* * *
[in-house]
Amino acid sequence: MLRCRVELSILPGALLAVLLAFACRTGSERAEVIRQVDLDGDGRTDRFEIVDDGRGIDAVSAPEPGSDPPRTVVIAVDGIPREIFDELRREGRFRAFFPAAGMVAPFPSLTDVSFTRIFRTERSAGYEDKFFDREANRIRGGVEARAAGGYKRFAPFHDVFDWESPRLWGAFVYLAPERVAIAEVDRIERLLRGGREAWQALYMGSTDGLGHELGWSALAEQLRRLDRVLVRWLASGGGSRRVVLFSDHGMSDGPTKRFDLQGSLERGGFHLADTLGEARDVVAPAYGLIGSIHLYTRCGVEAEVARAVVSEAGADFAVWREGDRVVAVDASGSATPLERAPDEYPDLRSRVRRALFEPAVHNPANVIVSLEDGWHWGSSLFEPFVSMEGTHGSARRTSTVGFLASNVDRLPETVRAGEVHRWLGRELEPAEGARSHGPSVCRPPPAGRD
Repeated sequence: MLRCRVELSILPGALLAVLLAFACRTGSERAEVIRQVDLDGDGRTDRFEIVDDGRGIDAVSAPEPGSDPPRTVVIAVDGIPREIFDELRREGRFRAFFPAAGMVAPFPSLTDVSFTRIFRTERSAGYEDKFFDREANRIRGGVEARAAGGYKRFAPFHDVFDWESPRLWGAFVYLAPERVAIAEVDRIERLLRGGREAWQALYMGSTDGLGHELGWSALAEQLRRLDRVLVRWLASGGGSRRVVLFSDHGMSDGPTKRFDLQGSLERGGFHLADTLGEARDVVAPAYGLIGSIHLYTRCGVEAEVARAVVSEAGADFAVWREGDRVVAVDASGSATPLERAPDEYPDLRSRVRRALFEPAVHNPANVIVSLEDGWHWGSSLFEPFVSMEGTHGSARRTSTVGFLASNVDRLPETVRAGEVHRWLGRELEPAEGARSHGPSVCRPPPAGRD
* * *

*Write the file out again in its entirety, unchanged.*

[in-house]
Amino acid sequence: MLRCRVELSILPGALLAVLLAFACRTGSERAEVIRQVDLDGDGRTDRFEIVDDGRGIDAVSAPEPGSDPPRTVVIAVDGIPREIFDELRREGRFRAFFPAAGMVAPFPSLTDVSFTRIFRTERSAGYEDKFFDREANRIRGGVEARAAGGYKRFAPFHDVFDWESPRLWGAFVYLAPERVAIAEVDRIERLLRGGREAWQALYMGSTDGLGHELGWSALAEQLRRLDRVLVRWLASGGGSRRVVLFSDHGMSDGPTKRFDLQGSLERGGFHLADTLGEARDVVAPAYGLIGSIHLYTRCGVEAEVARAVVSEAGADFAVWREGDRVVAVDASGSATPLERAPDEYPDLRSRVRRALFEPAVHNPANVIVSLEDGWHWGSSLFEPFVSMEGTHGSARRTSTVGFLASNVDRLPETVRAGEVHRWLGRELEPAEGARSHGPSVCRPPPAGRD
Repeated sequence: MLRCRVELSILPGALLAVLLAFACRTGSERAEVIRQVDLDGDGRTDRFEIVDDGRGIDAVSAPEPGSDPPRTVVIAVDGIPREIFDELRREGRFRAFFPAAGMVAPFPSLTDVSFTRIFRTERSAGYEDKFFDREANRIRGGVEARAAGGYKRFAPFHDVFDWESPRLWGAFVYLAPERVAIAEVDRIERLLRGGREAWQALYMGSTDGLGHELGWSALAEQLRRLDRVLVRWLASGGGSRRVVLFSDHGMSDGPTKRFDLQGSLERGGFHLADTLGEARDVVAPAYGLIGSIHLYTRCGVEAEVARAVVSEAGADFAVWREGDRVVAVDASGSATPLERAPDEYPDLRSRVRRALFEPAVHNPANVIVSLEDGWHWGSSLFEPFVSMEGTHGSARRTSTVGFLASNVDRLPETVRAGEVHRWLGRELEPAEGARSHGPSVCRPPPAGRD